New Zealand immigration authorities Thursday banned Los Angeles rappers Odd Future from entering the country after deciding they pose a threat to public order.
The group was due to play an open-air concert with headline act Eminem on Saturday in Auckland.
Border Operations Manager Karen Urwin said authorities decided to decline visas to six group members after becoming aware of a 2011 incident in Boston in which some witnesses claimed group members incited fans to attack police officers.
"It's not a decision we take lightly and not one that happens often," Urwin said.
Group member Tyler, The Creator vented his frustration on Twitter on Thursday.
"They said we were 'terrorist threats and bad for the society' or whatever. Sick," he wrote. He later tweeted, "I love NZ tho."
The hip-hop group, which is also known as Odd Future Wolf Gang Kill Them All, is known for its anarchic style and lyrics that canvas drugs, killing and rape.
Urwin said the six rappers had intended to stay in New Zealand just a few days before leaving for Australia.
She said it was rare to ban musicians under rules that cover character concerns. She said those provisions in the past have been used to stop people like white supremacist group leaders and high-profile Holocaust deniers.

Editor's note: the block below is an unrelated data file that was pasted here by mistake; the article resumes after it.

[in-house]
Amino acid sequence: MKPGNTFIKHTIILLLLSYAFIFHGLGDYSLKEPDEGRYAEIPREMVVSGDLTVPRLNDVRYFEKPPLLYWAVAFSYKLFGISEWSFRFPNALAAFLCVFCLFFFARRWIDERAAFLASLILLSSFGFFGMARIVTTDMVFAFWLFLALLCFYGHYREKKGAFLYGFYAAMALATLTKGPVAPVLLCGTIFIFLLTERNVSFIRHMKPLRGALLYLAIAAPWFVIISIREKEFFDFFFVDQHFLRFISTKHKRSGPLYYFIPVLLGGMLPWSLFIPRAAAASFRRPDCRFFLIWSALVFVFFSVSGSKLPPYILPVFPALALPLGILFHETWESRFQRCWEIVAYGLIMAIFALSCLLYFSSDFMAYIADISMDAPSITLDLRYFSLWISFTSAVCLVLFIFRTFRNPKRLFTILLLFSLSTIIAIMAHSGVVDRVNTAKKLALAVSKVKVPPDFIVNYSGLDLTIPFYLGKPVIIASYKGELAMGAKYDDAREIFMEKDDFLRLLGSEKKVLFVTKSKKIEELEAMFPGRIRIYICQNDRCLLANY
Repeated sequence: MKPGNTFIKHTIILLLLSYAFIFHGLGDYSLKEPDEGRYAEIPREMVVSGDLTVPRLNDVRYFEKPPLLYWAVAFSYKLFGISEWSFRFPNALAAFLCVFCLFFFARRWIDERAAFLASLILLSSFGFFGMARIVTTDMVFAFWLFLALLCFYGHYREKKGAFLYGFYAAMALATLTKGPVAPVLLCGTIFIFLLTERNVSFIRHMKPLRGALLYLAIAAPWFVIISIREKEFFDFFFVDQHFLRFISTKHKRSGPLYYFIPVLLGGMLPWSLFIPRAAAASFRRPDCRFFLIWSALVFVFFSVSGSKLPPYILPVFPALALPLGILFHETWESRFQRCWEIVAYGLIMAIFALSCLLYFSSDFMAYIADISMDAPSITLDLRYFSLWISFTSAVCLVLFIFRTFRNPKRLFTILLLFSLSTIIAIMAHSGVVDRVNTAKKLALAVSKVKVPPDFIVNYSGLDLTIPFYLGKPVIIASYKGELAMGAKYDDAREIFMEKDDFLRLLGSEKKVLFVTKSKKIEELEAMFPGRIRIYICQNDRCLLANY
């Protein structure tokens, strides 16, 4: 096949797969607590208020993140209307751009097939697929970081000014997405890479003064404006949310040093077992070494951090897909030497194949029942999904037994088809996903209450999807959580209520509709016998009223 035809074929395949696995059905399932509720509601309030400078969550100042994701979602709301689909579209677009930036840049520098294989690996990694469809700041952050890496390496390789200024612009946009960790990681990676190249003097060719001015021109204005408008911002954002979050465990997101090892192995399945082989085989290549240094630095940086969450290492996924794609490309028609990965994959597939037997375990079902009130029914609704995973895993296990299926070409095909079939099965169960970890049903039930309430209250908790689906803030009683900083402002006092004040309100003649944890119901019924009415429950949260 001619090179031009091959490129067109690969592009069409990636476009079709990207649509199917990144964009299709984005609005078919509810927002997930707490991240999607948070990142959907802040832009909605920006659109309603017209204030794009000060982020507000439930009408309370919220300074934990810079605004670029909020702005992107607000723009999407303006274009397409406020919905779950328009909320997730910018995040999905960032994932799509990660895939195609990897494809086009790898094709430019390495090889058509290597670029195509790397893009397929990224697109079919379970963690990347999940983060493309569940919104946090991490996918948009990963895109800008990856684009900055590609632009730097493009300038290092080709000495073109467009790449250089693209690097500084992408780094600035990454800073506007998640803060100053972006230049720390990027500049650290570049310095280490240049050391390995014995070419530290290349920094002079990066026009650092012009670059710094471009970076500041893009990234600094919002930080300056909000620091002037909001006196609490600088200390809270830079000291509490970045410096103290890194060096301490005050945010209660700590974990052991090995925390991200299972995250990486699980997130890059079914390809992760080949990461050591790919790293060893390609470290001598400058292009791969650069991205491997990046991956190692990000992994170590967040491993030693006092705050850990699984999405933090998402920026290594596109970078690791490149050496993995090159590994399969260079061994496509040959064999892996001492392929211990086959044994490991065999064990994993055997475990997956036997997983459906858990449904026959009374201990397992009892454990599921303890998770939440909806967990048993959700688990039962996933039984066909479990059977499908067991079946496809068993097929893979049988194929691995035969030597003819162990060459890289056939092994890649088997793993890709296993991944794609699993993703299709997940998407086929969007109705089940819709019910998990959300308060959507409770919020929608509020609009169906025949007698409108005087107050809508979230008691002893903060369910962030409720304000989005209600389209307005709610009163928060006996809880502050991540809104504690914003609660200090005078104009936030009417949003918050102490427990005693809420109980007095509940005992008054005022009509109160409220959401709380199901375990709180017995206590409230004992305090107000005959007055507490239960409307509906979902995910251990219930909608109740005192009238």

She said some people wrongly assumed authorities considered the group's lyrics in imposing the ban.
"If we banned people who used swear words, we wouldn't have many people left in New Zealand," she said.
In an official statement, Immigration New Zealand said: "Odd Future has been deemed to be a potential threat to public order and the public interest for several reasons, including incidents at past performances in which they have incited violence."
In the 2011 incident, Tyler, The Creator was signing autographs at a comic store when police were called because of the large number of fans. News reports at the time said Tyler and two others climbed on the roof and shouted insults at the police, and some viewed that as inciting fans to attack.
Urwin said an Odd Future group member in Australia also tweeted details of a woman campaigning to have the group banned, which resulted in her receiving threats.
In 2012, New Zealand banned former heavyweight boxing champion and convicted rapist Mike Tyson from coming to a speaking engagement due to his criminal history. Last year it banned musician David Rovics, citing his blog posts on drug-taking and a Canadian ban for giving false information to immigration officials there.